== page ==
And while we’re over at McGrath’s place, he’s got a good post today about “Accepting the Bible“:

Work on such matters as Hebrew linguistics are crucial. Most people who discuss the Bible nowadays on the internet and in churches are discussing English translations, which depend on the work of scholars such as linguists. Young-earth creationist groups like Answers in Genesis reject such scholarly work, and thus the literal meaning of the Bible in the original languages, when it suits them to do so.

This is the dirty little secret of “KJV-only” fundamentalist churches — those that insist the 1611 King James Version translation in English is the only acceptable version of the Bible. They never explain or admit the only real reason they insist on this: They’re too lazy to learn Hebrew and Greek.

  • PJ Evans

     The Catholic version contemporary with the KJV is the Douay Bible. I don’t know how it compares.

  • Kiba

    The real block is learning a bunch of other languages.

    That’s one of the things that irritates me about my brother. He can pick up languages like nothing. Then there’s me who took 3 semesters of German and all I can say is “Where’s the toilet?” and “My goldfish is dead.”

  • Joshua

    I was there for three months, but I can’t remember “Where’s the toilet?” Should be the first thing you learn in another language, at least, a living one.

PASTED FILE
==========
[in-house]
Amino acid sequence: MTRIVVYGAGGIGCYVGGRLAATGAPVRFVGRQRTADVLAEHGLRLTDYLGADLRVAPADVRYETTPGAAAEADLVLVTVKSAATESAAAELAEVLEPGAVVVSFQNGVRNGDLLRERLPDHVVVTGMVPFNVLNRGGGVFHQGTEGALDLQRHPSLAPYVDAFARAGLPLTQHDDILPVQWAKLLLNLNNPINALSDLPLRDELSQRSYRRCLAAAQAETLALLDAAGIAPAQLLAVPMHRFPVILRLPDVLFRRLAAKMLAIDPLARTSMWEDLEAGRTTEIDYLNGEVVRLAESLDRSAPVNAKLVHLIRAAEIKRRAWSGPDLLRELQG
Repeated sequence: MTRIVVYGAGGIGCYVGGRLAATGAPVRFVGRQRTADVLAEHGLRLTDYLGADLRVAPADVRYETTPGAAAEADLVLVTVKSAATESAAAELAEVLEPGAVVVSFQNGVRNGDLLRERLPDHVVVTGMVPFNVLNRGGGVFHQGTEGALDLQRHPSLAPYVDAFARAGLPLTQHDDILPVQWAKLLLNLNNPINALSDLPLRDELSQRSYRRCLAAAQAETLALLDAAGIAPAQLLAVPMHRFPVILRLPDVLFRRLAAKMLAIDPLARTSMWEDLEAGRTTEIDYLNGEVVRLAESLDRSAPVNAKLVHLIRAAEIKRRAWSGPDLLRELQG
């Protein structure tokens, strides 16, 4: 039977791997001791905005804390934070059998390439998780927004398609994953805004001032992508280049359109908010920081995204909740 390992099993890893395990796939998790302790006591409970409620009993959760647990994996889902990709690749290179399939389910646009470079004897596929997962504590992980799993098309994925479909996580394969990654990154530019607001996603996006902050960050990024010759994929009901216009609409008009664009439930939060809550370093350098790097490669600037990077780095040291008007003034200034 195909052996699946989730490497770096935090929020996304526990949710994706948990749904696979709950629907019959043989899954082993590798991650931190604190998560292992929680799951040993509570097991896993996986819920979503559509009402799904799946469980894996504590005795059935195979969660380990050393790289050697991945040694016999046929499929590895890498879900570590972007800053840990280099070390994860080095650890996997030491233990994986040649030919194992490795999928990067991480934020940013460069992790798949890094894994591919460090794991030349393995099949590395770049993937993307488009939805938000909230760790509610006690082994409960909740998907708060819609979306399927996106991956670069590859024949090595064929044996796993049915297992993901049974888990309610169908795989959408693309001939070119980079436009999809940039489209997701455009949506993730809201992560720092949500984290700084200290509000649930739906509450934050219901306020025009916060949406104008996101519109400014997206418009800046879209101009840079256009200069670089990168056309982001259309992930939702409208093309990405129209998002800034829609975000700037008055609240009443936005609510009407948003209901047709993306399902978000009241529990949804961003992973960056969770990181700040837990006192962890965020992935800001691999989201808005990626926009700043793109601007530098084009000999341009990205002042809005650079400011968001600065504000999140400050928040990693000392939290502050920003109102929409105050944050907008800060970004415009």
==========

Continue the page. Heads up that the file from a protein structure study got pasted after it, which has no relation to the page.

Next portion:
Maybe I just held on that whole time. Although I did figure out what “D” and “H” stood for without embarrassing myself.

    I also learned that the more you pay for a toilet, the worse it’s going to be. Two euros makes for a permanently life-changing level of smell.

  • http://www.facebook.com/ianracey Ian C. Racey

     I’d submit that “My goldfish is dead” is unnecessary. If someone asks me where the toilet is, I’m going to point them to it without first demanding to know why they need it.

  • http://apocalypsereview.wordpress.com/ Invisible Neutrino

    Lately I’ve been drifting back to KJV though. both for familiarity,

    Use the Revised Standard Version.

    It uses the same linguistic “flavor” as the KJV, but was retranslated from the Dead Sea Scrolls and other old extant texts in the 1950s, so before the modern tendency to insert anti-abortion language into Bible translations.

  • Tricksterson

    Or very noisy pandas.

    It’s also the name of my favorite bookstore, located in Cambridge Mass.

  • Joshua